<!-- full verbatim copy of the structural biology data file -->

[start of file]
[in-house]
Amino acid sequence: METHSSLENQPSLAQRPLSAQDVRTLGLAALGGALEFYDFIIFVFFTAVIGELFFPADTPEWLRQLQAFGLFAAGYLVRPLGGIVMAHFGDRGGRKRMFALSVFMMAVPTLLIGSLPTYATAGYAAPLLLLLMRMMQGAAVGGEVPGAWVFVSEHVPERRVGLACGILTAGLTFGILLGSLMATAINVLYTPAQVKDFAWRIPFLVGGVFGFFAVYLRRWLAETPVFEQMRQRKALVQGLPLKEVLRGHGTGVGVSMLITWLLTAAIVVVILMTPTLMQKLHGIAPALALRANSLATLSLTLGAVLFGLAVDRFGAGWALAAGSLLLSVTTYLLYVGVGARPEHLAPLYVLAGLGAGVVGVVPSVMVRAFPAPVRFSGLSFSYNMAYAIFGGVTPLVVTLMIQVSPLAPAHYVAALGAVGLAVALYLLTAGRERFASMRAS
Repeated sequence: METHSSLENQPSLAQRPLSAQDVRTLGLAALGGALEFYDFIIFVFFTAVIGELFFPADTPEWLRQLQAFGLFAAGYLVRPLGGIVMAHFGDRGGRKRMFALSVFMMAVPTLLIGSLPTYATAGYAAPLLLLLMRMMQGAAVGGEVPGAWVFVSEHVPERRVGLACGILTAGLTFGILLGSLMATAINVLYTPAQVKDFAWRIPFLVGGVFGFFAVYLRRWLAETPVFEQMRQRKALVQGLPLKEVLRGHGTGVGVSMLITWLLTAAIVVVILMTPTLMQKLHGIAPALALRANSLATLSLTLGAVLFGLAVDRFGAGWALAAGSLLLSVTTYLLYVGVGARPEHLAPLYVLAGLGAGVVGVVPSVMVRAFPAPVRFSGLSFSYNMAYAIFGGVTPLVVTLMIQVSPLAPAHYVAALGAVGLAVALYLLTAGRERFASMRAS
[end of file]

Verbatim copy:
[in-house]
Amino acid sequence: METHSSLENQPSLAQRPLSAQDVRTLGLAALGGALEFYDFIIFVFFTAVIGELFFPADTPEWLRQLQAFGLFAAGYLVRPLGGIVMAHFGDRGGRKRMFALSVFMMAVPTLLIGSLPTYATAGYAAPLLLLLMRMMQGAAVGGEVPGAWVFVSEHVPERRVGLACGILTAGLTFGILLGSLMATAINVLYTPAQVKDFAWRIPFLVGGVFGFFAVYLRRWLAETPVFEQMRQRKALVQGLPLKEVLRGHGTGVGVSMLITWLLTAAIVVVILMTPTLMQKLHGIAPALALRANSLATLSLTLGAVLFGLAVDRFGAGWALAAGSLLLSVTTYLLYVGVGARPEHLAPLYVLAGLGAGVVGVVPSVMVRAFPAPVRFSGLSFSYNMAYAIFGGVTPLVVTLMIQVSPLAPAHYVAALGAVGLAVALYLLTAGRERFASMRAS
Repeated sequence: METHSSLENQPSLAQRPLSAQDVRTLGLAALGGALEFYDFIIFVFFTAVIGELFFPADTPEWLRQLQAFGLFAAGYLVRPLGGIVMAHFGDRGGRKRMFALSVFMMAVPTLLIGSLPTYATAGYAAPLLLLLMRMMQGAAVGGEVPGAWVFVSEHVPERRVGLACGILTAGLTFGILLGSLMATAINVLYTPAQVKDFAWRIPFLVGGVFGFFAVYLRRWLAETPVFEQMRQRKALVQGLPLKEVLRGHGTGVGVSMLITWLLTAAIVVVILMTPTLMQKLHGIAPALALRANSLATLSLTLGAVLFGLAVDRFGAGWALAAGSLLLSVTTYLLYVGVGARPEHLAPLYVLAGLGAGVVGVVPSVMVRAFPAPVRFSGLSFSYNMAYAIFGGVTPLVVTLMIQVSPLAPAHYVAALGAVGLAVALYLLTAGRERFASMRAS